5. Summary. Summarize your specialties, interests and expertise in narrative form. Brand yourself by telling a compelling story. Connect your Twitter account, company website, personal website and blog. To optimize your profile for search (SEO), incorporate keywords that best describe your skill set and career goals.
  6. Experience. List your work experience and ensure that each company reference links to the correct LinkedIn company page. Then go beyond employer and job title to list your projects and achievements.
  7. Skills & Expertise. Highlight your key strengths. List items that are relevant to your job and career goals. These form the basis of endorsements of those skills by others. Remember to return the favor. The same criteria apply to the Interests section.
  8. Education. A full education section adds credibility.
  9. Contact information. Provide your business email address and phone number. If you want to limit how people can contact you, click the Edit link next to your personalized URL.
  10. Recommendations. Request at least one recommendation for each position you’ve listed, and return the favor by writing recommendations for others in your network.
  11. Groups. Join discussion groups that interest you and participate. It will establish your expertise and keep you top-of-mind with other thought-leaders.
  12. Companies. Start by following your own company, then add those that reflect your personal brand.

Once you’ve completed your profile, take steps to build your network and influence:

  1. Contacts. Connect with current and past coworkers, managers and clients, then reach out to new connections who share your professional interests and qualifications.
  2. Updates. Establish your image as an expert in your field. Share status updates that are timely and relevant to your audience.

For more guidance in expanding your profile, see the help page on LinkedIn.

Wires

Non-profits can profit from social media

How can non-profit organizations use social media to further their cause? Writing in Great Britain’s The Guardian, David Lawrance, head of development at The Clare Foundation, says that charities and other non-commercial organizations can boost donations and energize volunteers . . . if they adopt the practices of the business world.

“A recent survey showed that UK charitable organisations have doubled their supporters on key social media channels in the past year,” he writes. “Yet, for many charities, the vastness of the social media landscape is too daunting to venture into.”

The solution, he says, is “to bring established commercial methods, business expertise and entrepreneurism to the voluntary sector.” As PR and social media strategist for a U.S-based marketing agency, I work with for-profit and non-profit organizations to plan and execute their entry into the world of social marketing. Lawrance’s strategy can work for both sectors. I’ve condensed his approach into three key points:

  • Choose your network based on its audience. LinkedIn attracts professionals. It’s a great place to establish your expertise with key opinion leaders, including the media, who can spread your message. Facebook attracts a sociable audience eager to share personal information. With its punchy headlines and live links, Twitter can serve as a hybrid between those two, as well as a news feed for your organization.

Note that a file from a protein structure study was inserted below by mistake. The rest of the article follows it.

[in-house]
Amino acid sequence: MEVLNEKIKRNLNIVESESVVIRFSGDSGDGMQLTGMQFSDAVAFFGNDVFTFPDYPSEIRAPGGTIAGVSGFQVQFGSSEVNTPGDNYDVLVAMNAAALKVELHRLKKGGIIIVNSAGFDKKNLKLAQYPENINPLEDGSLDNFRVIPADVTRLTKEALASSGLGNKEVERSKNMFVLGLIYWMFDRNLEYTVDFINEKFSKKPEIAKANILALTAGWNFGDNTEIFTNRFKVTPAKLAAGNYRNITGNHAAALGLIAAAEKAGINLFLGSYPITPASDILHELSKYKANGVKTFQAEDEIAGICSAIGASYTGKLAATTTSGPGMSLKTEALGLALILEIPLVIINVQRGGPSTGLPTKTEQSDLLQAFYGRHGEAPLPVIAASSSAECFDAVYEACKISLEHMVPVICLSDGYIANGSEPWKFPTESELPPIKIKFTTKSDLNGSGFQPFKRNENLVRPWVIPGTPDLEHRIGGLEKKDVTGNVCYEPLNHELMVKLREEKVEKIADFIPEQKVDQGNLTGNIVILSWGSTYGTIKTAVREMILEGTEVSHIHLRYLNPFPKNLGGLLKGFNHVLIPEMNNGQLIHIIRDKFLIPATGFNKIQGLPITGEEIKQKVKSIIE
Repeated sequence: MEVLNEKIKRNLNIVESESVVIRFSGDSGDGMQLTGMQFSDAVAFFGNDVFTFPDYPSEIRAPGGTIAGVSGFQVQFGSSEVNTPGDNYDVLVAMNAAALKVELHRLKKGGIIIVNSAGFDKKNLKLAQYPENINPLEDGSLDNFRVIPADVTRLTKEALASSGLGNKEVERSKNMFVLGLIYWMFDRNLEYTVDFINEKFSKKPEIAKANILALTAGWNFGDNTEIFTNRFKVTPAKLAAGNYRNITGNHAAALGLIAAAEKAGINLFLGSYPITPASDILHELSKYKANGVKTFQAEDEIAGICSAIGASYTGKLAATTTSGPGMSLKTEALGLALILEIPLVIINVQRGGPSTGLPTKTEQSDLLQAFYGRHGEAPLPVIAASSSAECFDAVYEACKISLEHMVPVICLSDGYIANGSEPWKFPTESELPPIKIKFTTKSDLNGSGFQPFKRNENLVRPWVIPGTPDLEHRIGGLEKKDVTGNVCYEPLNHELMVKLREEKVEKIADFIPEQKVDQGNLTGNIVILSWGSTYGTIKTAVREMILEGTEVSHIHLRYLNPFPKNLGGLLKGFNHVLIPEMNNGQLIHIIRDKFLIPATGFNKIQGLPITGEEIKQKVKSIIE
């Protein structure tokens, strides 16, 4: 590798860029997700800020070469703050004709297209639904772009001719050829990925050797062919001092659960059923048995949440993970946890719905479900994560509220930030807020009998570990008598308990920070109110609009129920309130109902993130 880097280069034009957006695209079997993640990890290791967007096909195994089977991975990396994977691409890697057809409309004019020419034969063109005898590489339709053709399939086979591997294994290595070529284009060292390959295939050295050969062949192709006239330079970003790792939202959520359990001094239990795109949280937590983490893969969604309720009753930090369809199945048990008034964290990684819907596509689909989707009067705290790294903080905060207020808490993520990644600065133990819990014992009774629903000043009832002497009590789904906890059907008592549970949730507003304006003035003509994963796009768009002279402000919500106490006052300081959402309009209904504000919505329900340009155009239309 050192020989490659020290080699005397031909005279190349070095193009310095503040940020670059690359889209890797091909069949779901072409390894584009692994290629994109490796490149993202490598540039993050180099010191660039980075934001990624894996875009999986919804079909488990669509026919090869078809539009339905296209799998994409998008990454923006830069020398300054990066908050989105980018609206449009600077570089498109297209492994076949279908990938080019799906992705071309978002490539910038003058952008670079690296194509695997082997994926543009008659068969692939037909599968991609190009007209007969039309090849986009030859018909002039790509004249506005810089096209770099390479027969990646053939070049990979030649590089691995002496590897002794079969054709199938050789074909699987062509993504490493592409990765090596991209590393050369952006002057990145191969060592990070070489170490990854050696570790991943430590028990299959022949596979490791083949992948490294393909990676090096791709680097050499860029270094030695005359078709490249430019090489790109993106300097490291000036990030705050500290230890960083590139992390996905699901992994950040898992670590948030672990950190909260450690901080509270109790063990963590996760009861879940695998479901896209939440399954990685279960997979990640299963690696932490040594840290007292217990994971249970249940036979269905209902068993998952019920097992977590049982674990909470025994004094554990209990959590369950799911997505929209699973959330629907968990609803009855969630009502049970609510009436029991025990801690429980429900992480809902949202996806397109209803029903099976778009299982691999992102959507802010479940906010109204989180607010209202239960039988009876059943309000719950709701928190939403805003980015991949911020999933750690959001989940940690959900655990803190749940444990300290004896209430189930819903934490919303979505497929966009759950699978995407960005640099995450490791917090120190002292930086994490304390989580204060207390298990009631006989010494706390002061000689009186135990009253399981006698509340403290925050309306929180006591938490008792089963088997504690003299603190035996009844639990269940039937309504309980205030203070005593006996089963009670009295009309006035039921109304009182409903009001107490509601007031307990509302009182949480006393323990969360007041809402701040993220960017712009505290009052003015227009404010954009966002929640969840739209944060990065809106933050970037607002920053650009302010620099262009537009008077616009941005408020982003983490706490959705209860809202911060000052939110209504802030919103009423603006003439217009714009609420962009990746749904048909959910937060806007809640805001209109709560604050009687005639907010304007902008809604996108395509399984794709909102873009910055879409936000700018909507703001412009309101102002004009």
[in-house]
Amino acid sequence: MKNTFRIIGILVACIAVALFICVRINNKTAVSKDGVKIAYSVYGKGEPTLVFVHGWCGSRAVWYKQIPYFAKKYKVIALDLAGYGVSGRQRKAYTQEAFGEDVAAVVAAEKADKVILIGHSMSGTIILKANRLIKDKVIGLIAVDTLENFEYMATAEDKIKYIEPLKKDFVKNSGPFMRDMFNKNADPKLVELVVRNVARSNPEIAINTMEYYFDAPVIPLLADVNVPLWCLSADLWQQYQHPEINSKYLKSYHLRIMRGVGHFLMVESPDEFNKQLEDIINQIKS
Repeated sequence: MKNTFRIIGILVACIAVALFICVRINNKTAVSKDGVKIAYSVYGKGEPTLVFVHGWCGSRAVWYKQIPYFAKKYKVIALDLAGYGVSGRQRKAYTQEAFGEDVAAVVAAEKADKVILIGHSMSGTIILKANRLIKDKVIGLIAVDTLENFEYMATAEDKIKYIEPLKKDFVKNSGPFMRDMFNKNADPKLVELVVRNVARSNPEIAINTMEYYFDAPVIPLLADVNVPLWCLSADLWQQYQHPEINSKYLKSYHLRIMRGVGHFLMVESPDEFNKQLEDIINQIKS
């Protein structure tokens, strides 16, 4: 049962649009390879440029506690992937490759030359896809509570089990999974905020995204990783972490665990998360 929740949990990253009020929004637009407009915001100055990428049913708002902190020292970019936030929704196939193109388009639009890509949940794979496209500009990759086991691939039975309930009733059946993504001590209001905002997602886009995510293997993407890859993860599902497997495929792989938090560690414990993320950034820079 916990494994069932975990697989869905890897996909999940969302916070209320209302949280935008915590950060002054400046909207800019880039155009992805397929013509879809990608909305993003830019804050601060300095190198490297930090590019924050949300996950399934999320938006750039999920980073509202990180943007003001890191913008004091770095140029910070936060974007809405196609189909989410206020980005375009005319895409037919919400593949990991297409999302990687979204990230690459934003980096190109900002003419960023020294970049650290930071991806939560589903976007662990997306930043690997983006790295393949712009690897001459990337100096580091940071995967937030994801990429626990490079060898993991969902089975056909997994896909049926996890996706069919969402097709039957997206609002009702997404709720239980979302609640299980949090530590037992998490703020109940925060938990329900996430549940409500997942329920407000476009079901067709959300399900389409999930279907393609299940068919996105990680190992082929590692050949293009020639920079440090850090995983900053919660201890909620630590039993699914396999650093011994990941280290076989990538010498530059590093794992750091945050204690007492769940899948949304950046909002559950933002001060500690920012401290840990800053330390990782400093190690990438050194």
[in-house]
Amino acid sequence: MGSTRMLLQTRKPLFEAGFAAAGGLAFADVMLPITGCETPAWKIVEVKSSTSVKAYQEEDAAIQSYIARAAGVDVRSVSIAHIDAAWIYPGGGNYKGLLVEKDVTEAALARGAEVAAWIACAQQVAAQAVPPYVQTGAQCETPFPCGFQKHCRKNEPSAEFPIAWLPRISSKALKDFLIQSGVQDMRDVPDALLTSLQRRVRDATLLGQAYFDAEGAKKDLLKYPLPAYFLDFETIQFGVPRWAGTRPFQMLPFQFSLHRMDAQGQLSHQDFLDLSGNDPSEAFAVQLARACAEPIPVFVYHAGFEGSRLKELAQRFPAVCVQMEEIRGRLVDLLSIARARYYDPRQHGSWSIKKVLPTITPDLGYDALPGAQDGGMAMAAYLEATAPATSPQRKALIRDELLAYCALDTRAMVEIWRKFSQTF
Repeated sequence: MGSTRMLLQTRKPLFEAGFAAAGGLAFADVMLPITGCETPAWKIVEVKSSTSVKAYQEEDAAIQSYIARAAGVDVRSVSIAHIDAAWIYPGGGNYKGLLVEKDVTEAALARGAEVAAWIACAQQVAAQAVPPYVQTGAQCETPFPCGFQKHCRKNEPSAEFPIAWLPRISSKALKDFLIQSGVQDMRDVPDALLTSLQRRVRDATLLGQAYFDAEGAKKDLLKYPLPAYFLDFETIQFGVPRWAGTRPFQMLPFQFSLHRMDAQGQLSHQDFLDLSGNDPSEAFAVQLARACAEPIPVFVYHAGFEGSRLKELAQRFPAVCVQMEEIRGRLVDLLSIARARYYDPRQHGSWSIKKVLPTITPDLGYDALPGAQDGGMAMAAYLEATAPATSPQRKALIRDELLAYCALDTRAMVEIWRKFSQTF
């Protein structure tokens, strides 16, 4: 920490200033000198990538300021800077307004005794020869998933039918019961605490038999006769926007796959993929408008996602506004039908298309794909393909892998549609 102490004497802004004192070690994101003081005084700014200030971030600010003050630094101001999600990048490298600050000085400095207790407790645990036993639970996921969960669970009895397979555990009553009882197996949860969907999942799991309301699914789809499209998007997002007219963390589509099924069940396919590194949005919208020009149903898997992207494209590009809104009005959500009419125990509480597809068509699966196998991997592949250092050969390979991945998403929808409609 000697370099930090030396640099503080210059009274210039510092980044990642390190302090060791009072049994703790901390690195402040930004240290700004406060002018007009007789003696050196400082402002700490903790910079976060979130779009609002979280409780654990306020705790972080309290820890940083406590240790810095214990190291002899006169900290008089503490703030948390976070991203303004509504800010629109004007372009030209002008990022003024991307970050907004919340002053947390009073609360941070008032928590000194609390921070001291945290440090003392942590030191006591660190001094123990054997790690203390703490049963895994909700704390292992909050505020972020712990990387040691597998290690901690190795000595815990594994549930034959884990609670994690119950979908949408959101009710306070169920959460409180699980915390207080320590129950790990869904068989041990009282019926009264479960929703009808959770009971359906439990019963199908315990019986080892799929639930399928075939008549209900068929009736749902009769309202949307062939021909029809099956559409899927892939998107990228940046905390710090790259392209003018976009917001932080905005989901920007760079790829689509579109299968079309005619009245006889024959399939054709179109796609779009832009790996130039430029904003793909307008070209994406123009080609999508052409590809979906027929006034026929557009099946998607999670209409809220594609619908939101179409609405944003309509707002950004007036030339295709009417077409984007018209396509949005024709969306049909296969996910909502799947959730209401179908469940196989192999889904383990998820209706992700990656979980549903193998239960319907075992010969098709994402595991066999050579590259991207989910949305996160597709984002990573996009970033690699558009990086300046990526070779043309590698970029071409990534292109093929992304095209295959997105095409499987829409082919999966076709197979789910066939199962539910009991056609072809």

• Make an emotional connection. Show the people you’re helping. Their stories will motivate volunteers and sway donors. “Donations will be more forthcoming if [services] could help somebody just like them/their mum/their child/their pet/their friend,” Lawrance says.
  • Use supporters as ambassadors to amplify the message. Encourage supporters to “like”, re-tweet, send links, write blogs and upload photos and video. They have greater credibility with their peers. Let them tell your story.

Non-profits can profit from social media. They just need to get down to business.

Jeff Widmer is a PR and social media strategist.

michelangelo-finger-of-god-lg

3 Steps to Creating Social Networks

I’d just finished writing a social media strategy for a rather large healthcare company when my client asked: how are we going to implement this?

One step at a time.

A week later I think we have a solid plan for launching the network, first with employees, then with their customers and prospects. While developing those tactics I’ve come to a few conclusions—three to be exact.

  1. Promote the network. If you build it, will anyone show? Not unless you publicize it. Actively connect to, follow or like the key opinion leaders and media in your industry. And don’t rule out help from the other marketing disciplines—media planning, web development, public relations and direct marketing. Depending on your industry, an integrated, balanced campaign can drive traffic more effectively than an all-digital approach.
  2. Create your own content. Once you’ve attracted an audience you’ll need to work to keep visitors engaged. Providing original content, and allowing visitors to add their own material, will give them a reason to return.
  3. Measure the results. Whether you’re working with for-profit or non-profit organizations, buy-in is essential. Senior management looks for progress over time. Define realistic metrics and deliver them.

Jeff Widmer is a PR and social media strategist.